Is reproducing someone else’s research data a Frictionless experience? As we have seen with all the previous cohorts of Frictionless Fellows (you can read the blog here (opens new window)), most often than not it is sadly not the case.
To prove that the “reproducibility crisis” is a real problem in scientific research at the moment, we challenged the Fellows to exchange their data to see if they could reproduce each other’s Data Packages. Read about their experience:
We had an interesting task for our frictionless fellow activity that involved exchanging our data sets with our fellow colleagues (pairwise) and trying to reproduce their work. My partner for this assignment was Lindsay, who is a librarian.
In data science, replicability and reproducibility are some of the keys to data integrity.It (opens new window) creates more opportunities for new insights and reduces errors. In order to ensure reproducibility of data, one must first make sure that the raw data is available. In this regard, my partner Lindsay shared with me her data that was on her Github account to facilitate the process.
This process and activity were really useful and humbling. As we got to discuss our data sets with Lindsay, I realized key things such as Tidy data principles, which was the highlight for me in this whole process, besides the point that it’s not easy to understand someone else’s data without further metadata to accompany the data set. Imagine the frustration researchers go through trying to understand and reproduce other people’s data without more information on the data.
Read Melvin’s blog (opens new window) to see how she managed to reproduce her fellows’ data package.
My data package partner, Zarena is an awesome social scientist in the human rights sphere. She has a background in mental health research and interests ranging from epistemic injustice to intersectionality - two terms I had to double check my understanding of. In poking around Zarena’s profile, particularly interesting was her focus on mad studies (opens new window), a young interdisciplinary field dealing with identity and the marginalisation of individuals with alternative mental states. This idea - broadly accepting a spectrum of human states instead of subjecting them to a black/white absolute interpretation - was completely new to me and fascinating! But being a social theory noob, I suspected to encounter a barrier to understanding her data.
Zarena’s data was publicly available in her GitHub fellows repository. I clocked a couple of things off the bat: the repo contained a csv called “data-dp.csv”, as well as a README.md (opens new window) and several schema files. When in doubt of where to start, a good place to look is the README.
Read Victoria’s blog (opens new window) to see how she reproduced her fellow’s data packages.
Data reproducibility is where other researchers use same data to attain the same results by using same methods. Research reproducibility allows other scientist to gain new insights from your data as well as improve quality of research by checking the correctness of your findings. The aim of this assignment was to try and reproduce my colleague’s data package and validate the tabular data using frictionless browser tools, that is, data package creator and good tables, respectively.
First, Guo-Qiang shared the links to his datasets and the data package to me which I freely accessed from his GitHub repository. His data was a summary of clinical evidence of various health effects of menopausal hormone therapy in menopausal women.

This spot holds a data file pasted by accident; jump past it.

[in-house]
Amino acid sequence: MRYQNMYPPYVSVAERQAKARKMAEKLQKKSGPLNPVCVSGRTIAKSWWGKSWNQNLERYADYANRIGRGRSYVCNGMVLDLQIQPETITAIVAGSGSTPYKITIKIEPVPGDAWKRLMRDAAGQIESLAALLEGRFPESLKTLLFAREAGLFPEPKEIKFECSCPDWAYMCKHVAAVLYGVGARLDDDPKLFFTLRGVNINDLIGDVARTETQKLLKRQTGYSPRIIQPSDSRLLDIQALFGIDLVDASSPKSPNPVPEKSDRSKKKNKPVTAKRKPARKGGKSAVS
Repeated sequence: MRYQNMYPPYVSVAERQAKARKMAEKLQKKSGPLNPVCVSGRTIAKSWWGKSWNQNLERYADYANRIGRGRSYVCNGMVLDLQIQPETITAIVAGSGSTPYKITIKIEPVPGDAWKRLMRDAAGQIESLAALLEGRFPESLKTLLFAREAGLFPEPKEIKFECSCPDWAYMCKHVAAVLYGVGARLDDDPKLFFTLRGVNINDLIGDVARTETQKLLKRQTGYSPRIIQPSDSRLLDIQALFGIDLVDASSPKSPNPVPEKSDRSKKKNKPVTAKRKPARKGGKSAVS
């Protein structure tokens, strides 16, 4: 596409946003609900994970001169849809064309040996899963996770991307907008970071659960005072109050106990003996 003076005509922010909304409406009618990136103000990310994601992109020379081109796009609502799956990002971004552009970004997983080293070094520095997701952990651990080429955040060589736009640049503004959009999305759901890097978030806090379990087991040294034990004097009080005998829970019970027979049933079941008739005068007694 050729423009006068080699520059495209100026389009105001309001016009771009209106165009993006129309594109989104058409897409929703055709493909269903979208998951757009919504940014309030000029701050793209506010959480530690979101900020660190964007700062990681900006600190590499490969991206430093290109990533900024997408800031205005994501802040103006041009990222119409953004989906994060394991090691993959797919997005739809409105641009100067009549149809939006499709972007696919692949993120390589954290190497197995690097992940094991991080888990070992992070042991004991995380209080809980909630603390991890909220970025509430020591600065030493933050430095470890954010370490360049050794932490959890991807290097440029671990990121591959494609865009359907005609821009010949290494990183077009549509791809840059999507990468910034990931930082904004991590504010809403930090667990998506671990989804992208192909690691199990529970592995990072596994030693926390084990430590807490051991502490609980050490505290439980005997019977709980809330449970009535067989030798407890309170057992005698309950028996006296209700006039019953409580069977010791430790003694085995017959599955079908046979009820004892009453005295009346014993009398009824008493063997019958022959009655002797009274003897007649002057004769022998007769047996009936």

Read Kevin’s blog (opens new window) to see how he managed to reproduce Guo-Qiang’s datapackages.
Before joining the Frictionless Data Fellowship Programme, I did not realise the importance of research reproducibility. To tell the truth, I really did not have such a concept in my professional vocabulary despite having an MSc degree in Social Science Research Methods and working in different social research projects. But, maybe, that was the reason why I did not know this concept and never practised it in my research projects. Like many of my social science colleagues, especially the ones working with qualitative - and often sensitive - data, for me it was important to ensure that data I collect are safely stored in a password-protected platform and then - upon completion of a project - are deleted. But now working for the Frictionless Data Fellowship Programme and managing different sorts of data, including bibliometric metadata, I see that if we want social sciences and humanities to progress, it is vital to integrate such practices as reproducing, replicating, and reusing data into our research.
Our most recent Fricitonless Fellows project is to trade data and create a Data Package using another Fellow’s data. I traded data with the fabulous Melvin! Melvin is a pathologist and soil scientist.
While this seems like a fun project, I was frustrated at first. I had to find my partner’s data. After reading her Data Package Blog (opens new window) and poking around on GitHub (opens new window), I could not find her data. I eventually realized: we are mimicking the process of reusing reproducible research data. The first hurdle any researcher must overcome is finding the data.
Read Lindsay’s blog (opens new window) to understand what happened while reproducing Melvin’s Data Packages.
# About the Frictionless Data Fellowship
With the Frictionless Data Reproducible Research Fellows Programme, supported by the Sloan Foundation and Open Knowledge Foundation, we are recruiting and training early career researchers to become champions of the Frictionless Data tools and approaches in their field. Fellows learn about Frictionless Data, including how to use Frictionless tools in their domains to improve reproducible research workflows, and how to advocate for open science. To know more about the programme, visit the dedicated website (opens new window).